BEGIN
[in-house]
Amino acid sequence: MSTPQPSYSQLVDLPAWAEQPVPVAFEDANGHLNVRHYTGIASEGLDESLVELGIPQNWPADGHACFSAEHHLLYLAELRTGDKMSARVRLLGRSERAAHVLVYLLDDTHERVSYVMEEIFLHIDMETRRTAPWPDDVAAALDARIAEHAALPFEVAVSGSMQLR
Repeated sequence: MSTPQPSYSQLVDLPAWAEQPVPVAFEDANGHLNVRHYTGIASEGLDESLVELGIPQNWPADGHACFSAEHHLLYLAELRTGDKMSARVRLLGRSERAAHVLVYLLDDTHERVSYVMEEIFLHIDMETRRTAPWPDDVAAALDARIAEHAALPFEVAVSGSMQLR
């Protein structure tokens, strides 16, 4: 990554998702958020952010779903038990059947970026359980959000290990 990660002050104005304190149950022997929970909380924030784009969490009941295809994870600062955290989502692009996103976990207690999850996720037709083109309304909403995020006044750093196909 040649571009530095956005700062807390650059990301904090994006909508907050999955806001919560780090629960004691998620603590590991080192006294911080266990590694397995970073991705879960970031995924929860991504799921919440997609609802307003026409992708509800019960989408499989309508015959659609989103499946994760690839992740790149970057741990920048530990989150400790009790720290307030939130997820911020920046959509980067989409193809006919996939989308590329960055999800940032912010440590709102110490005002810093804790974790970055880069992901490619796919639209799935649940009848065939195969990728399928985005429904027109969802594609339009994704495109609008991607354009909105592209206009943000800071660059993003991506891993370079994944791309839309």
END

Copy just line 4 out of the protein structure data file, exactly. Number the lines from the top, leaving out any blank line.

């Protein structure tokens, strides 16, 4: 990554998702958020952010779903038990059947970026359980959000290990 990660002050104005304190149950022997929970909380924030784009969490009941295809994870600062955290989502692009996103976990207690999850996720037709083109309304909403995020006044750093196909 040649571009530095956005700062807390650059990301904090994006909508907050999955806001919560780090629960004691998620603590590991080192006294911080266990590694397995970073991705879960970031995924929860991504799921919440997609609802307003026409992708509800019960989408499989309508015959659609989103499946994760690839992740790149970057741990920048530990989150400790009790720290307030939130997820911020920046959509980067989409193809006919996939989308590329960055999800940032912010440590709102110490005002810093804790974790970055880069992901490619796919639209799935649940009848065939195969990728399928985005429904027109969802594609339009994704495109609008991607354009909105592209206009943000800071660059993003991506891993370079994944791309839309």